Earlier this year I backed the Spinny20 Hard Enamel Dice Pin Kickstarter, and a month later I’ve received my reward already – now that’s what I call quick fulfilment.

This was the fourth Kickstarter from Fungeons and Fandoms, aka Fynn, aka the proprietor of The Grumpy Unicorn. They’re based in Melbourne Australia, and they create all kinds of geeky and fannish pins, stickers and other merch. This was their thirteenth Kickstarter so the smooth running of this campaign isn’t a surprise, because they clearly know what they’re doing.

The Spinny20 is probably not technically “dice”, but I’m reviewing it anyway – because I was enchanted!

The Campaign

The Spinny20 campaign was to crowdfund a set of six “Spinny20s”, enamel pins with a spinner piece to generate random numbers from 1 to 20. The campaign was low on fluff and high on simple straightforward rewards; stretch goals involved unlocking extra pin designs and colourways, and all of them were unlocked by the end of the campaign.

(Not my image; this is from the Spinny20 Kickstarter campaign page.)

I only backed for a single pin as I felt they were a fun novelty rather than something I craved, and the price was fair but not cheap.

The Pledge Rewards

My package arrived this week; the packaging was sufficient (a bubble envelope inside a cardboard mailer) but not overpackaged. No branding on any of the packaging, but it was clean, tidy and undamaged which is all one can ask for.

The bubble mailer contained my pledge reward and a nice bonus – a free gift! Unexpected, but most welcome.

The Spinny20 is a hard enamel pin about 4cm across (that’s about 1.5” for those of you in Liberia, Myanmar and the USA). The centre features a spinner, held in place with a metal pin, which spins freely to point at one of the numbers marked around the pin’s circumference.

I chose the Sword pin (aka the “Stabby Stab”) in the Grey Sword colourway, which is what you see here.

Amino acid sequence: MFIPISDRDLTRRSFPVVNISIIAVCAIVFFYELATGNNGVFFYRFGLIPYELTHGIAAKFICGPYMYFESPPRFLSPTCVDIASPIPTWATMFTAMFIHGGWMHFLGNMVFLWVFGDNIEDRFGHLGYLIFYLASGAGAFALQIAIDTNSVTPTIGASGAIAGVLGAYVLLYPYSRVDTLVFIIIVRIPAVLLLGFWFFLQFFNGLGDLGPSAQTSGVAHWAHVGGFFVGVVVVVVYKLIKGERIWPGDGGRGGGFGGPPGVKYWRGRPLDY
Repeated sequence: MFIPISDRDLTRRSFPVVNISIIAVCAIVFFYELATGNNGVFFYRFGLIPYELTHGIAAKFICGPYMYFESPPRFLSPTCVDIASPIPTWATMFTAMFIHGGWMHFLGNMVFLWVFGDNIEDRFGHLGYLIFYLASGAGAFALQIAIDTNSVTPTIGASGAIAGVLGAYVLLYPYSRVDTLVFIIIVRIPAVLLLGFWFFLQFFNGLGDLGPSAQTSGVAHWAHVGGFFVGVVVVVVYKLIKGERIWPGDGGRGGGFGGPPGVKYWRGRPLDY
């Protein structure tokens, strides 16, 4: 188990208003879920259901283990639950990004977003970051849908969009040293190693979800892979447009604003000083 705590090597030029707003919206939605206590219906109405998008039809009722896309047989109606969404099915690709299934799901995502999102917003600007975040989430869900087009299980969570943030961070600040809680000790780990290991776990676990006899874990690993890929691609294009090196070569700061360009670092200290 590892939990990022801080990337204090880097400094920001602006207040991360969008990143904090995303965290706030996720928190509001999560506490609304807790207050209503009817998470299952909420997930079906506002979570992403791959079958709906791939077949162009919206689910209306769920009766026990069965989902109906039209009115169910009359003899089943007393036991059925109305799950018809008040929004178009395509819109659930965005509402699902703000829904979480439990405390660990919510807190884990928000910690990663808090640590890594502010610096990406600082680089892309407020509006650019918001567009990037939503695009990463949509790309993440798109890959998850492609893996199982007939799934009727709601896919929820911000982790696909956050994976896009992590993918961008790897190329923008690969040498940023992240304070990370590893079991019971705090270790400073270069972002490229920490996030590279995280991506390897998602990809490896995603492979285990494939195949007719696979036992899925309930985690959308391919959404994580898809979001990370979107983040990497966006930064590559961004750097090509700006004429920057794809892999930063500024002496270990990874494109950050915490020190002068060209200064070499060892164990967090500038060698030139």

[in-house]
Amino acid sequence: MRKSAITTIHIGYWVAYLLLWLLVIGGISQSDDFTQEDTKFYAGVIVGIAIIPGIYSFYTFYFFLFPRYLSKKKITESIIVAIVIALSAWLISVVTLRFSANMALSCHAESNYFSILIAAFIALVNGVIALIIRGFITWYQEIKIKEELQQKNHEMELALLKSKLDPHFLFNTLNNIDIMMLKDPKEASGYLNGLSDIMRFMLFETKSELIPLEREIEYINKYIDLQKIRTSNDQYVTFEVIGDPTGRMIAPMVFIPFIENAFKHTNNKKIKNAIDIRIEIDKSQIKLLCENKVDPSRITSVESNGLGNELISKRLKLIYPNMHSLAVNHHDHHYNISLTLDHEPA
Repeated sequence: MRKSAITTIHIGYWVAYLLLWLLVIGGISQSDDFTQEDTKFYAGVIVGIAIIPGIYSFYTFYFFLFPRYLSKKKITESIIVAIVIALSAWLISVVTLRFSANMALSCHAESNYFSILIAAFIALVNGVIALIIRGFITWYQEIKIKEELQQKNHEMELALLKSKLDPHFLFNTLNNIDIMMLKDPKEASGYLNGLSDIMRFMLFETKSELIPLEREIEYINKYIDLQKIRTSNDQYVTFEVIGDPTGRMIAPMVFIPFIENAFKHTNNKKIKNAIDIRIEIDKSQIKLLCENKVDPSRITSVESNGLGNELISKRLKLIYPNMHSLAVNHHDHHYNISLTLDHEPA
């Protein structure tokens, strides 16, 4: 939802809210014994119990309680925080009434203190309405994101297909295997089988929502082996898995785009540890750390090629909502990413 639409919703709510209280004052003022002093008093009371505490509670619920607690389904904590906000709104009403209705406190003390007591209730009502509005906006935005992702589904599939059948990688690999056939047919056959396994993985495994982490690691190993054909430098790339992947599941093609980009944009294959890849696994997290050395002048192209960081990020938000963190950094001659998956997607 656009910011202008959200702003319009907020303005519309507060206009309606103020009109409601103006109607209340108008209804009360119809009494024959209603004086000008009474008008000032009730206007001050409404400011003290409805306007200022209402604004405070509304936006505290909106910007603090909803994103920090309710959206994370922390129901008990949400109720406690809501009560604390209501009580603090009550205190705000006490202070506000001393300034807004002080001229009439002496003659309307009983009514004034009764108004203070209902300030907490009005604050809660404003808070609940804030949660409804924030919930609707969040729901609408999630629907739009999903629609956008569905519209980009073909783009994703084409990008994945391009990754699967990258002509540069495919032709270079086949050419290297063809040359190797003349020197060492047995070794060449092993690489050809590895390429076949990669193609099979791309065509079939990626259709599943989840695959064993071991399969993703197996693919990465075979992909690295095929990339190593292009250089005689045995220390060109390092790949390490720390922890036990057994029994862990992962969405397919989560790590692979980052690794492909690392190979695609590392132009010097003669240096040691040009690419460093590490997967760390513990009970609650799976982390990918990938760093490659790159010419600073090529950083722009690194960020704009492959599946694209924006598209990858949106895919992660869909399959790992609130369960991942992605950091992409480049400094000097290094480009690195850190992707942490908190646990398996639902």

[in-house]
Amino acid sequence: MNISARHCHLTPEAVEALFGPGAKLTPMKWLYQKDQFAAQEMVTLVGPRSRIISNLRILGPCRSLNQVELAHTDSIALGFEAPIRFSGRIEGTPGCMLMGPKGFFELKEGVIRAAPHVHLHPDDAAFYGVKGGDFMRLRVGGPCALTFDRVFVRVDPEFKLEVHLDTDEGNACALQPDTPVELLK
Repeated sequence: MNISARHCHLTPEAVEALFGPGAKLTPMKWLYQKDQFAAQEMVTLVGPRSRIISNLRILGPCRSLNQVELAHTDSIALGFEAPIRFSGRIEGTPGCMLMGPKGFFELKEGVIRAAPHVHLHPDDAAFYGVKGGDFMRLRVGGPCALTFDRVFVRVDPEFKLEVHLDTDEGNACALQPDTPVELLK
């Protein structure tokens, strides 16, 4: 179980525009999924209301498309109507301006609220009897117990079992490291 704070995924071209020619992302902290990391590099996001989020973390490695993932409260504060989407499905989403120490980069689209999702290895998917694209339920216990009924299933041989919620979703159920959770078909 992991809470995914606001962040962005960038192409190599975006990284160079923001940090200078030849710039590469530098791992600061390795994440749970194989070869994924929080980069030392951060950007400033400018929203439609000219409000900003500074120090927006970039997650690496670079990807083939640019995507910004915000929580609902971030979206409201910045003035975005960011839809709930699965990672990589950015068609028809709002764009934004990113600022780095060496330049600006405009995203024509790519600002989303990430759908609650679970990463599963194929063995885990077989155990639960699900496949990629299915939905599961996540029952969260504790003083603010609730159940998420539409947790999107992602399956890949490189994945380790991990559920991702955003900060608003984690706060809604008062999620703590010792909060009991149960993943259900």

And here’s my free gift – one of The Grumpy Unicorn’s “Glass Classes” D&D pin range (the Sorcerer). The note on the card’s back says “this free gift is not graded”, implying that it may be one of their B-grade items, but if that’s the case that speaks incredibly well of their QA standards as I can see no imperfections and it’s very well made.

The Rundown

The Spinny20 pin is solid in the hand without being excessively heavy. If you wore it as a brooch it might pull light garments out of line, but on a heavy lapel or a scarf, for instance, it’d be fine. It’s secured by three pinposts on the back with silicon pinbacks, so it would be balanced well for wearing.

It feels good quality and is not flimsy. With heavy use I might be concerned about the anchoring of the spinner getting damaged, but I don’t think it’s likely to be an issue for most people.

The spin itself is – inevitably – somewhat dependent on technique, and it took me a little work to get a good free spin happening, but it can be done with practice. It could be manipulated more easily than a die roll, but if you have players bent on cheating you probably already watch what they do.

The free gift Sorcerer pin is of similar quality; it’s about 3.5cm high and 2cm across, with two pinposts and silicone pinbacks. It would be very secure when worn as it’s much lighter than the Spinny20 pin, being smaller and without the spinner piece.

The Long and the Short of It

Originally I had thought this would just be a cute novelty, but I can definitely see the use when you don’t have room to roll dice, for instance, or you aren’t carrying dice with you. It’s a lot more satisfyingly tactile than a dice roller app! You wouldn’t want to use it all the time – and you’re out of luck if you’re rolling anything other than a D20 – but it’s surprisingly functional as well as fun!

They’d also definitely make fun gifts for the gamers in your life, and I’m wishing I’d backed for a few extras on those grounds alone.

Overall it’s just a very attractive and decorative object, and I’m definitely going to be watching for their next Kickstarter and checking out the Grumpy Unicorn online store in the meantime.

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